Impressed by an Upcoming Female Orthodox Rabbi

The twinkle in her eyes were dancing with the same excitement I saw a decade ago when she introduced herself to Chanie and myself. Back then it was as a first year student beginning college.

Now six years after she graduated, we were sitting across from each other with headphones over our ears, a microphone close to our mouths, and preparing to record a podcast about her choice and experience in pursuing a career as a female Orthodox Rabbi.

Anyone with even a cursory familiarity with Chabad knows that our views on tradition and Halacha are conservative, even non-compromising. This includes the topic of ordaining a woman as a Rabbi, so when she agreed to have a recorded conversation on the topic with someone who on some level disagrees with her pursuit, well that was impressive.

In the past I’ve made numerous attempts to have conversations with individuals who have differing ideologies and perspectives. This includes an author and a leader with progressive views, only to be rebuffed to my deep disappointment. In light of these rebuffs my respect for her grew.

Most impressive though was her willingness to offer me, an outsider, an honest reflection of the institution she is studying at and by extension identifying with. We live in a time when group identification is a primary factor in one’s religious identity and experience. People have a primordial need to defend that identity and group at all costs especially from outsiders, otherwise they view that Judaism itself is in danger.

She did not. Her identity and more importantly her religious experience came from a connection to G-d and a desire to help others make their connection to G-d. In today’s Jewish world this is an anomaly and certainly in the language used by leaders in the religious world. This includes Rabbis, educators and lay-leaders whose big words are community, belonging and chesed (helping others within and outside the group).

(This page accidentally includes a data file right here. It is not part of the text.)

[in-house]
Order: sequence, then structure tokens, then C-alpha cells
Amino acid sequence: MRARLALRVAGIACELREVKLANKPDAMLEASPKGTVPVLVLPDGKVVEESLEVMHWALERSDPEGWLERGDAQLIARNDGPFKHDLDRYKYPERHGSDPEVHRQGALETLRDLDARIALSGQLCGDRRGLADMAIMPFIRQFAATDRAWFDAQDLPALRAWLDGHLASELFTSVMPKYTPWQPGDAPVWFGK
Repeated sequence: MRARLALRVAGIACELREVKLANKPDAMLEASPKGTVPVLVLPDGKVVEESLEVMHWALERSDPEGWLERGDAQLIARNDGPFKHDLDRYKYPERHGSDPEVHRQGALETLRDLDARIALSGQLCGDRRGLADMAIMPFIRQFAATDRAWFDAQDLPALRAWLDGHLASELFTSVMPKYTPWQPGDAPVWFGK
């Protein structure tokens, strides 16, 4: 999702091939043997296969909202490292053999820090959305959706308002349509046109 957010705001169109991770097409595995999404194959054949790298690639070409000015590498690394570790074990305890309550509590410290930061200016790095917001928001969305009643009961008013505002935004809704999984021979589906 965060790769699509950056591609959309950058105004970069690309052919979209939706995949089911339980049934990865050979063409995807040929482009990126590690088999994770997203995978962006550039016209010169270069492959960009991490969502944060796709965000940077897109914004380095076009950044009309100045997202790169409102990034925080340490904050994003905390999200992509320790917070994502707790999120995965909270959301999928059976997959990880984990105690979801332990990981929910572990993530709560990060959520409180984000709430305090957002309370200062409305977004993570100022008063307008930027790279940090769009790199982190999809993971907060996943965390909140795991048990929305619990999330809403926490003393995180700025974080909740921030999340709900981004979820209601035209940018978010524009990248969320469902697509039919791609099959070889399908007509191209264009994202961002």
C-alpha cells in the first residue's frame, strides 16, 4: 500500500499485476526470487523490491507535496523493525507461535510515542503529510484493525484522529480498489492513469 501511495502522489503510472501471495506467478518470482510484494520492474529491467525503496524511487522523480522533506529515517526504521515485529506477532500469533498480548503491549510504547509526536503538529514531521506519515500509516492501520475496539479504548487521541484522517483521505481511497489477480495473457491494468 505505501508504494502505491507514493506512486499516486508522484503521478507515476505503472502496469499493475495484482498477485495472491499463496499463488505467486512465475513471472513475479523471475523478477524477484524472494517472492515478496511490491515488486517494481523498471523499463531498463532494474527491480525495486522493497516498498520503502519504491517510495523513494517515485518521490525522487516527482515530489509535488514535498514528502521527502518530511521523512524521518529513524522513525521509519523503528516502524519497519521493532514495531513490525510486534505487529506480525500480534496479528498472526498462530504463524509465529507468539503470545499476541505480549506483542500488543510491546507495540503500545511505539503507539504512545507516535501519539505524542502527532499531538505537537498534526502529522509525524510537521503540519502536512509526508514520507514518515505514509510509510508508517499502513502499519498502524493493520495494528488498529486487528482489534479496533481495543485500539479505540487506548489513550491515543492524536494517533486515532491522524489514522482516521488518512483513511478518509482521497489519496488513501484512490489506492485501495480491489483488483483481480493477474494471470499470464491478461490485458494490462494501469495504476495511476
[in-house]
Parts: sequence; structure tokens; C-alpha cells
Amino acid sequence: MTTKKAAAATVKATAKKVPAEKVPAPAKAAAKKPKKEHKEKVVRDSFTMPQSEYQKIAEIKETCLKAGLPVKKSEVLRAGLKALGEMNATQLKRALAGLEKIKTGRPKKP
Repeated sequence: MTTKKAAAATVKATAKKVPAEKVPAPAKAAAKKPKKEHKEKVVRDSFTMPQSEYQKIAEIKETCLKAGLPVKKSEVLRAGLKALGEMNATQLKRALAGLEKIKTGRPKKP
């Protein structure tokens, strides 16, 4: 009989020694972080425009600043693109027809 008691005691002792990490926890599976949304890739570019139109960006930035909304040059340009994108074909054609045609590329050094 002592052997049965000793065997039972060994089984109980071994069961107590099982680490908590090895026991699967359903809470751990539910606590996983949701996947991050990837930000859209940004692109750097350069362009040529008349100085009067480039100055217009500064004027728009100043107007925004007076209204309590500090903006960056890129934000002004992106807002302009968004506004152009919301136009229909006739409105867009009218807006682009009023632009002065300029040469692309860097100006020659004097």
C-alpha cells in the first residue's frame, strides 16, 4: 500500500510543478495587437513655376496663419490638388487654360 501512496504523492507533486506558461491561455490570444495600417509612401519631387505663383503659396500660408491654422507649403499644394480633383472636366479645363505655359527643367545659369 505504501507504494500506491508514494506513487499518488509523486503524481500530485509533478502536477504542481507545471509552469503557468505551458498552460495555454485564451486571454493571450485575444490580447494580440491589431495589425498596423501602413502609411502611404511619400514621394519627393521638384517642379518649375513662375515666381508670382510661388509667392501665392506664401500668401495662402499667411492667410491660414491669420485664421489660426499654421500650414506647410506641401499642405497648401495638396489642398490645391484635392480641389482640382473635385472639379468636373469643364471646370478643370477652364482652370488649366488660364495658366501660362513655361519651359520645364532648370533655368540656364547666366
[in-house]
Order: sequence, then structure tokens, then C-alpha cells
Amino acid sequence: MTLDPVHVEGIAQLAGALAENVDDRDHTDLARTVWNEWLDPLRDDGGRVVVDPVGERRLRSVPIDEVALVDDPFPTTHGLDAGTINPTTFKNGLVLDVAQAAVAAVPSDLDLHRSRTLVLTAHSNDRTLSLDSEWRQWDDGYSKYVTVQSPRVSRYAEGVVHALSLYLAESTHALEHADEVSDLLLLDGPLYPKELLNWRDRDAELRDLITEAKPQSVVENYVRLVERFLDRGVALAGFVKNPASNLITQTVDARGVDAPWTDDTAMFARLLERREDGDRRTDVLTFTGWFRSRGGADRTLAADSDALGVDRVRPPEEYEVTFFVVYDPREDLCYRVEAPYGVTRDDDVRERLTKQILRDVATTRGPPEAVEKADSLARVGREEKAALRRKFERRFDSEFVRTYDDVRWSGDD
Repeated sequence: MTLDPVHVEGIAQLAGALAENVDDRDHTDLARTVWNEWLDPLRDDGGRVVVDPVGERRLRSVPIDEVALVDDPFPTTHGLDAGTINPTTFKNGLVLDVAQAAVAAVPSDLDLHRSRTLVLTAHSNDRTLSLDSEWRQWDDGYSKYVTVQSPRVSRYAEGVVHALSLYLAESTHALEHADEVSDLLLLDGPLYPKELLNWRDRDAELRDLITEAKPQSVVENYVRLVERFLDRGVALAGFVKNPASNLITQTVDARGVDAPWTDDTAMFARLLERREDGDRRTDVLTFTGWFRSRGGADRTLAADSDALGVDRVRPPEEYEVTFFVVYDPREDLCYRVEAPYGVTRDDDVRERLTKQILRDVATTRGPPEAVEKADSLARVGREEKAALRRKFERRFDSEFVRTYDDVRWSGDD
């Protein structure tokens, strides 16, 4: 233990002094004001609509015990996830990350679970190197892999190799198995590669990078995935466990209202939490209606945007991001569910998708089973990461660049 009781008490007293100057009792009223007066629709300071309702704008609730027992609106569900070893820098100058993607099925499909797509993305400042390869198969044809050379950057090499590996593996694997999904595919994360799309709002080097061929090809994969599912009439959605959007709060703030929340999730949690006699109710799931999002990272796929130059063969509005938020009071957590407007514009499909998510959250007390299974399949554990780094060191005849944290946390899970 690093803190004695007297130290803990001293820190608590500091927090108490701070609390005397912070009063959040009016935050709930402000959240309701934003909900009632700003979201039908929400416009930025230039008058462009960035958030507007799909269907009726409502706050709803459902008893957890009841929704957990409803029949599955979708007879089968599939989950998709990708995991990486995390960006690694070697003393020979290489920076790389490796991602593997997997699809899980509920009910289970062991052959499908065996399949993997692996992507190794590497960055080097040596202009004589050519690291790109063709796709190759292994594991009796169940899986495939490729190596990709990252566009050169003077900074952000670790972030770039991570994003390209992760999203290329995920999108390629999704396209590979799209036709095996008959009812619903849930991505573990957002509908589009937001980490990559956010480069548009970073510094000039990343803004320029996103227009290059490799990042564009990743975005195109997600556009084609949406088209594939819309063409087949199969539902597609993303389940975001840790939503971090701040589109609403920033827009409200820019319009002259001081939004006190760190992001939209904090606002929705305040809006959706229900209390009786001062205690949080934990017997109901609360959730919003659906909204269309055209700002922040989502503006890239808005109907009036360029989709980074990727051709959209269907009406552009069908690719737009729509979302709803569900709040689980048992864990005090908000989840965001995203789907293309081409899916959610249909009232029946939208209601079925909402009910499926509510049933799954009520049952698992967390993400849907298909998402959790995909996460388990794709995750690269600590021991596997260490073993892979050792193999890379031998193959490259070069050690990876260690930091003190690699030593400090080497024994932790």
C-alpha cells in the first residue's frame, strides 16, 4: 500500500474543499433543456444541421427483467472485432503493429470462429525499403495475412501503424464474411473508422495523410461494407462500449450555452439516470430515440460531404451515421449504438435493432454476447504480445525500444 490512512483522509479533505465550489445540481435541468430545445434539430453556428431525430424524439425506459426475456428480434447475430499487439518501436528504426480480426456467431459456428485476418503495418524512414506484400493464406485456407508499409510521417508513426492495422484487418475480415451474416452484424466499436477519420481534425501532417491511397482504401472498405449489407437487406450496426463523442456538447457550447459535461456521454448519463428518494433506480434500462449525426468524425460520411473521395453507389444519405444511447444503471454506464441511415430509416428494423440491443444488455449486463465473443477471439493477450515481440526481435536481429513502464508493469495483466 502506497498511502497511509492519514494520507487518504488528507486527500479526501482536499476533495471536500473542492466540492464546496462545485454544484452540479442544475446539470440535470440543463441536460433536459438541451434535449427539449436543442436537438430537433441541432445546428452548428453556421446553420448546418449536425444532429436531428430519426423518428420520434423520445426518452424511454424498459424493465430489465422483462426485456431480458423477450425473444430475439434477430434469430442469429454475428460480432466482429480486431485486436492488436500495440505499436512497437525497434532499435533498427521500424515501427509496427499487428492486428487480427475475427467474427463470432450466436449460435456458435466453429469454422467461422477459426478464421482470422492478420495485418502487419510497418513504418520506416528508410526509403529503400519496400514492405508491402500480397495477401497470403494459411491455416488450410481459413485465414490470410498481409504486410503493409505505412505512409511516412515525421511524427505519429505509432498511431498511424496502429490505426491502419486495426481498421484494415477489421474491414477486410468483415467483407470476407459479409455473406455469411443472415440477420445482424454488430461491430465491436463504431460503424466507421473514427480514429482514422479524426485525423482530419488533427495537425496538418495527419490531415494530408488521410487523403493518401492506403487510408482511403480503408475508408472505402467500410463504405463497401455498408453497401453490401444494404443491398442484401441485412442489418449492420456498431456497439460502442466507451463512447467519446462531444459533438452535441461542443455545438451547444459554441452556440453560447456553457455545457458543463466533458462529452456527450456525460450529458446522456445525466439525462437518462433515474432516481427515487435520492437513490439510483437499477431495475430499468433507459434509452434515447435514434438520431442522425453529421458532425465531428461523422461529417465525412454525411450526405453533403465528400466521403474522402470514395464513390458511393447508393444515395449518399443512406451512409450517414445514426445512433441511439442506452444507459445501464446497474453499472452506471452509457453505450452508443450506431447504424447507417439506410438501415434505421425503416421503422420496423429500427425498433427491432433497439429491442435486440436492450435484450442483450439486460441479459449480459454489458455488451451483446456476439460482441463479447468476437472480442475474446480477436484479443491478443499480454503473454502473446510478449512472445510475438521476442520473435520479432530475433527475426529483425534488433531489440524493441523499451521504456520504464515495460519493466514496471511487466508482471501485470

The twinkle in her eyes, the life in her smile, the humility in her tone and the courage in her body language emanated from her connection to the Beyond, to G-d. It was refreshing and exciting. The Jewish world is blessed to have future leader like her.

Listen to part one of the conversation here.

About the Author
Rabbi Peretz Chein is co-founder of the Chabad House at Brandeis, established in 2001. Born in Israel to Russian immigrant parents, Peretz also founded iLearn, an educational program attended by upwards of 100 students. Ran numerous marathons, inspiring students and alumni to join him. Founded a tech-startup that addresses the needs of event organizers, and was recognized for his organization's fiscal transparency.
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